Grief and joy walk hand in hand, and you cannot have one without the other. -Sobonfu Some
It has been a stormy end of summer and fall, with many powerful changes afoot for all of us at the farm. Each of us is experiencing major transformation in different ways, and many astrological forecasts have indicated storms that can shake and release the parts of our selves and lives that do not serve. (For more about this, see Stargazer Li’s blog and podcasts: http://stargazerli.com/2016/11/gratitude-amidst-the-storm/)
A lot of old patterns and stagnant energies are moving and changing, and with that comes a lot of emotion! It is important to honor and make space for our feelings so that we can ride the waves and come out joyful on the other side. To this end, we hosted a small grief ritual on the full moon in November, informed by the teachings of Sobonfu Some (www.sobonfu.com), a West African keeper of ritual who for many years has facilitated grief rituals throughout the American west.
Grief altar from Seattle grief ritual with Sobonfu Some, 2015.
Here is the story of what we did at the grief ritual we created at the farm:
In the afternoon we cleared out a corner of a room designated for the grief shrine or altar. We cleansed the space and asked permission from Spirit to build a grief altar there. Then we gathered black and blue fabrics and pinned them to the wall to create a cone shape similar to the one pictured above but smaller, draping them down onto the ground. We set candles at the edge to mark the boundary (you don’t want to cross it during the grief ritual because it is seen as a portal to the Spirit world and we want to remain living) and a bowl of water with a candle in it in the center (to absorb the grief energy).
Everyone had arrived by early evening and we shared a brief meal together. Then Tracy taught everyone a song, based on the song Sobonfu teaches coming from the Dagara tribe, with these lyrics:
“Hey, you are not alone now.
Hey, I am here beside you.
Hey, we are not alone now.“
This song is set to a backdrop of drums and shakers, which we did our best to keep going throughout the whole time although we only had a small number of people so at times nearly everyone was visiting the grief shrine.
Next we gathered facing the grief shrine and lit the candles on it. We invoked the Spirits of Fire, Water, Earth, Air, Mineral, Nature, the Moon, and Grandparents and Children. Each of these beings was addressed by whoever felt called to step forward and say a prayer inviting that spirit and its unique gifts to be with us and assist us in doing our work with the shrine.
Then we began singing the song, and the shrine was open. Whenever someone felt a lot of emotion welling up, they went to the shrine and sat or knelt on the ground, and simply let their feelings flow toward the altar. Meanwhile, someone from the rest of the group followed them and put a firm hand on their back, witnessing their process and keeping watch over them, and being available should they request to be held. Everyone visited the shrine, sometimes multiple people at a time and sometimes just one. Some people screamed, some people sobbed, some people sat quietly, but all had a friend behind them to witness and support their process. (If the supporter began grieving, they raised two fingers for two people to step in and support them and the person they were helping so that they could step aside and kneel to grieve also.)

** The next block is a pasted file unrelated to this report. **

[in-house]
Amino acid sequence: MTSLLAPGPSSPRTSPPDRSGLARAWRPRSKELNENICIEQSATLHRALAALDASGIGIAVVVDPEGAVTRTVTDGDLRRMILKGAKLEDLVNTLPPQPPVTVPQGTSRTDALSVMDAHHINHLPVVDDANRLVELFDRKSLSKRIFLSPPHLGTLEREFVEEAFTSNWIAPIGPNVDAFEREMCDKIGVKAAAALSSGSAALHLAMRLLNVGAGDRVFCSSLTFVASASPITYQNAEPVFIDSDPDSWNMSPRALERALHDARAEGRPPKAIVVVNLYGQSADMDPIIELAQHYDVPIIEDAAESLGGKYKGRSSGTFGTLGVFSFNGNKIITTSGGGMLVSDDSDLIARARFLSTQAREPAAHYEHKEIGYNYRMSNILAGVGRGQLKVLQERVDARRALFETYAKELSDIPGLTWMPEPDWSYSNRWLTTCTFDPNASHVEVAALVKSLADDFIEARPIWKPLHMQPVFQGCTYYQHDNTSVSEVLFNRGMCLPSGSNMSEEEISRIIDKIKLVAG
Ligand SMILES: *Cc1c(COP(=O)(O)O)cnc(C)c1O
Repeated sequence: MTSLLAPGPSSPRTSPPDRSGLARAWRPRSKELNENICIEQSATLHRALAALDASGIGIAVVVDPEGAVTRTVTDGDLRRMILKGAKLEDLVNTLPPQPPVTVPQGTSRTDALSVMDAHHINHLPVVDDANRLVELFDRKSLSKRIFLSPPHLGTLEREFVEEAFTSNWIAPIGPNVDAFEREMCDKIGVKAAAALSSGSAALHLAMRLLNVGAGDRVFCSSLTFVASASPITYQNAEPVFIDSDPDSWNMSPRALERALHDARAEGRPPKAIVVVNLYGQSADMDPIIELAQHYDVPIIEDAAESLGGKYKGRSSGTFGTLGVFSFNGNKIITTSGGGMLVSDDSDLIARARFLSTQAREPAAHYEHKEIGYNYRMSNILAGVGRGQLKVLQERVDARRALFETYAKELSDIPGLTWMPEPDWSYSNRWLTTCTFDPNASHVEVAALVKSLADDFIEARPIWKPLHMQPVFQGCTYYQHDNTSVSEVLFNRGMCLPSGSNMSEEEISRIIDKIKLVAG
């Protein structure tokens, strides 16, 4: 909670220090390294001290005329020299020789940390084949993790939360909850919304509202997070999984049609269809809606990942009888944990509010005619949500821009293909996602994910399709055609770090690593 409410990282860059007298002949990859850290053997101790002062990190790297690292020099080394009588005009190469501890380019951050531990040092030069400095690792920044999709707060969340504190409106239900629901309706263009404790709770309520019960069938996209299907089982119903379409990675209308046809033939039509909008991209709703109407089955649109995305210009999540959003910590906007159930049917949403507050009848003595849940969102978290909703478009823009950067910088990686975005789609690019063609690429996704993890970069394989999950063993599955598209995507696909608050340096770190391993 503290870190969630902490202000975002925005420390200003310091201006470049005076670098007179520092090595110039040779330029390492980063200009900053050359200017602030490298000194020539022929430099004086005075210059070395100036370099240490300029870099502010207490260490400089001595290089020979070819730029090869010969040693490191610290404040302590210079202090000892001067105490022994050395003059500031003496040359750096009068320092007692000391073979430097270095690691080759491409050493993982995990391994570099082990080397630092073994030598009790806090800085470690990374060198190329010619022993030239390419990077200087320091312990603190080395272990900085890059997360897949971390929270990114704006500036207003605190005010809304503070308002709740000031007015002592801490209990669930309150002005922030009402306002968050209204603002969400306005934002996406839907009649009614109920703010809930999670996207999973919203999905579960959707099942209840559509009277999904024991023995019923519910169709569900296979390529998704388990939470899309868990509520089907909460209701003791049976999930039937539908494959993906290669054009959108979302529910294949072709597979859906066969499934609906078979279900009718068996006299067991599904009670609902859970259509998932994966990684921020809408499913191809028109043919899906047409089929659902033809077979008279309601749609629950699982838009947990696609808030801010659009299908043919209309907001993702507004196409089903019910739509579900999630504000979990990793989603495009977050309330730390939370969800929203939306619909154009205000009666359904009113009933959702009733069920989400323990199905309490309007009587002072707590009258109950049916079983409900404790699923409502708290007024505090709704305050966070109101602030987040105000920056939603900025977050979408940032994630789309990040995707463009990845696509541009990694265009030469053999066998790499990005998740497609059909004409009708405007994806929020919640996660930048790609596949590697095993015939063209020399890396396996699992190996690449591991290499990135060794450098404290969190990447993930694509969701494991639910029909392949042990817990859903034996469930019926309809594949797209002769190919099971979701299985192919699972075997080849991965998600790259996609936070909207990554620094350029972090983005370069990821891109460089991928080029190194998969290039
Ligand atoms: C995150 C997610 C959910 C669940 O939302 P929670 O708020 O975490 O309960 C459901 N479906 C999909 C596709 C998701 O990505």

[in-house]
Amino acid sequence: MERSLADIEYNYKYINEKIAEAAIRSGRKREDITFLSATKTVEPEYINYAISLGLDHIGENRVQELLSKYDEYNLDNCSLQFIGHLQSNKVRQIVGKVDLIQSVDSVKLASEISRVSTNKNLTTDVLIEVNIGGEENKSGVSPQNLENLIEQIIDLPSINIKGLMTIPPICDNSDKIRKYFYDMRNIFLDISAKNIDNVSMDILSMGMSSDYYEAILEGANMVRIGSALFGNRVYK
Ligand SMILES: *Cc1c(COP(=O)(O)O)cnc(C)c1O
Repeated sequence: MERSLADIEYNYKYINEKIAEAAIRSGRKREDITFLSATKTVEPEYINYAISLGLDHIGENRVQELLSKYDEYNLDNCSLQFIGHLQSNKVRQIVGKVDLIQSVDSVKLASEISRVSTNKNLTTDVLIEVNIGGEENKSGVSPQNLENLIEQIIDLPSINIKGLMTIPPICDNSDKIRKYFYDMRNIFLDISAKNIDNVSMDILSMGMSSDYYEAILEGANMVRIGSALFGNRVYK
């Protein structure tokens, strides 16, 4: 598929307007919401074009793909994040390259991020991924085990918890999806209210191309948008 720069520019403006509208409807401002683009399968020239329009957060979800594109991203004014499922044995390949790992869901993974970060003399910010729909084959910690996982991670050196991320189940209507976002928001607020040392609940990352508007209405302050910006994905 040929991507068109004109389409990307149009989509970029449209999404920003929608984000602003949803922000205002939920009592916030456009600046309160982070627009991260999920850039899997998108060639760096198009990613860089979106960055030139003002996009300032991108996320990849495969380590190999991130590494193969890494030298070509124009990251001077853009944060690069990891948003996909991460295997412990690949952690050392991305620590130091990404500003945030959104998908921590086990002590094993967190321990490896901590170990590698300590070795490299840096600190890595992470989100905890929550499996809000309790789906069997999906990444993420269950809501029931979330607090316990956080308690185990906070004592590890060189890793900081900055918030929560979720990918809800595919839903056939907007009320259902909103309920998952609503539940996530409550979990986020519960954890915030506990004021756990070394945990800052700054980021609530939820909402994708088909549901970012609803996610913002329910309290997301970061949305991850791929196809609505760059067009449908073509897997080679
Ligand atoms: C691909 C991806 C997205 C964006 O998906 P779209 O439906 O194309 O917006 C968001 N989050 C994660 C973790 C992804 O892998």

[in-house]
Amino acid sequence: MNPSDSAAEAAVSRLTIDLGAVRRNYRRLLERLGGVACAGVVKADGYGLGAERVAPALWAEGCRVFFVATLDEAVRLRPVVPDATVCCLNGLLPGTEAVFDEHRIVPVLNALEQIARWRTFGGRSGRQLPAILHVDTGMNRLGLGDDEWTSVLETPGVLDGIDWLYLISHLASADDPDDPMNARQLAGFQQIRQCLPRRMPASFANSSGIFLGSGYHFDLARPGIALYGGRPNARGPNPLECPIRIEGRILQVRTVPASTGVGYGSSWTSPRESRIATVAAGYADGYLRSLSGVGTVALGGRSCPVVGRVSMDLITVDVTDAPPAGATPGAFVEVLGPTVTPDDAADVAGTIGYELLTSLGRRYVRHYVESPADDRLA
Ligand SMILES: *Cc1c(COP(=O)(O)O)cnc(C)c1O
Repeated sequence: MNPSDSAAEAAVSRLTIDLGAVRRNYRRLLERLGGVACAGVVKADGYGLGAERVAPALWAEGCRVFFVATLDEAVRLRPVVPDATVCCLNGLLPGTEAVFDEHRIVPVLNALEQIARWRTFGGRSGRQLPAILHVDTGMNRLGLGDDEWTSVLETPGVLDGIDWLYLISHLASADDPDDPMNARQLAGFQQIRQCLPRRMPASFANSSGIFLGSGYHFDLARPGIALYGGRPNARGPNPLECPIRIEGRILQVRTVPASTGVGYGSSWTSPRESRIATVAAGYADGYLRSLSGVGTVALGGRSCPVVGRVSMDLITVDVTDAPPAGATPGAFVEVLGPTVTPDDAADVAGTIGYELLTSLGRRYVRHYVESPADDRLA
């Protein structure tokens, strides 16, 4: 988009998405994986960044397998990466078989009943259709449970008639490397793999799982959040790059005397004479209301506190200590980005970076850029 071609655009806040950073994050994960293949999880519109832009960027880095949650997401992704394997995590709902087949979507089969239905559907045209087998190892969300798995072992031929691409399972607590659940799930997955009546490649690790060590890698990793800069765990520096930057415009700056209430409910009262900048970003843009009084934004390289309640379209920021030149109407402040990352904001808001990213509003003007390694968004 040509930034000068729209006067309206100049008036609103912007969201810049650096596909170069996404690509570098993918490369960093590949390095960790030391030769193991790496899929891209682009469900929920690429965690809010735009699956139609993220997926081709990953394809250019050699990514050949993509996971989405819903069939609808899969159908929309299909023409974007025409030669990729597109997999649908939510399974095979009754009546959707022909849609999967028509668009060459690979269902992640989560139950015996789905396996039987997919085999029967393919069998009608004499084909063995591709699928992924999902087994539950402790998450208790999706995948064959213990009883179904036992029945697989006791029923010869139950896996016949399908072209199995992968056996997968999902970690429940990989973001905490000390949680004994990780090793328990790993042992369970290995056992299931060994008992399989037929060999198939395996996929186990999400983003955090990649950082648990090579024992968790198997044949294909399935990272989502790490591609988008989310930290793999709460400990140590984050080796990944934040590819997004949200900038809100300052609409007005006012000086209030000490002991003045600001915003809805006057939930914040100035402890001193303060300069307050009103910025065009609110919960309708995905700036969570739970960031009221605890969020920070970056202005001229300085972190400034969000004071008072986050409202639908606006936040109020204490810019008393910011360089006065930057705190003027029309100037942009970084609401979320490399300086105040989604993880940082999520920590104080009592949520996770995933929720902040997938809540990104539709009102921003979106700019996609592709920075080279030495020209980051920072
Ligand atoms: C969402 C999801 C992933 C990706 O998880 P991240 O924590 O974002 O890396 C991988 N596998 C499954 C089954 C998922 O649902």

This went on for several hours, with the song continuing the whole time. We had agreed in the beginning to close the shrine at a particular time so that most people could be present all the way through the end. When it was time to close, we all held hands and stood facing the shrine singing the song extra loud and slow for the last time. Then we thanked the spirits for being with us and helping us to process our emotions, speaking aloud.
One person who felt grounded stepped into the shrine and picked up the bowl of water, passing it with eye contact to another who had volunteered to pour the water out on the earth. The person who poured out the water was asked to take a shower with salt water and change his clothes. When he came back into the room he was welcomed with cheers, smiles, clapping, and a lively round of “This Little Light of Mine”. Then he laid on the ground and we massaged him, expressing our gratitude for releasing the heavy burdens we had stored in that water.
(In the ritual Sobonfu facilitates, each person speaks the grief or griefs they are dealing with into a bundle of small items – items from nature, or from their personal life – and this pile of grief bundles gets buried at the end of the ritual. We didn’t do this because our shrine was only open for a few hours and we wanted more of that time to be available for grieving. Instead we treated the water on the shrine as our collective grief bundle.)
We cleaned up the space a little, chatted or sat together, sang a few songs, and then people left. Everyone was instructed to bathe with salt water and wash their clothes with salt water when they got home. The shrine was left up in case it needed to be opened again in the coming days, and after that we gathered all the items that were on it and either laundered them with salt water or soaked them in salt water for a day.
This was a very powerful experience for everyone, and all the participants said they felt really supported and also much lighter afterwards.
You can create this at home, all you need is a space and some fabric, candles, and a bowl of water. You can even visit your grief altar alone, or have a permanent one set up somewhere that you can open and visit whenever you need to. Just be sure to ask permission from Spirit and make a clear distinction when you open it and close it, with Spirit invocation at the beginning and thanks at the end.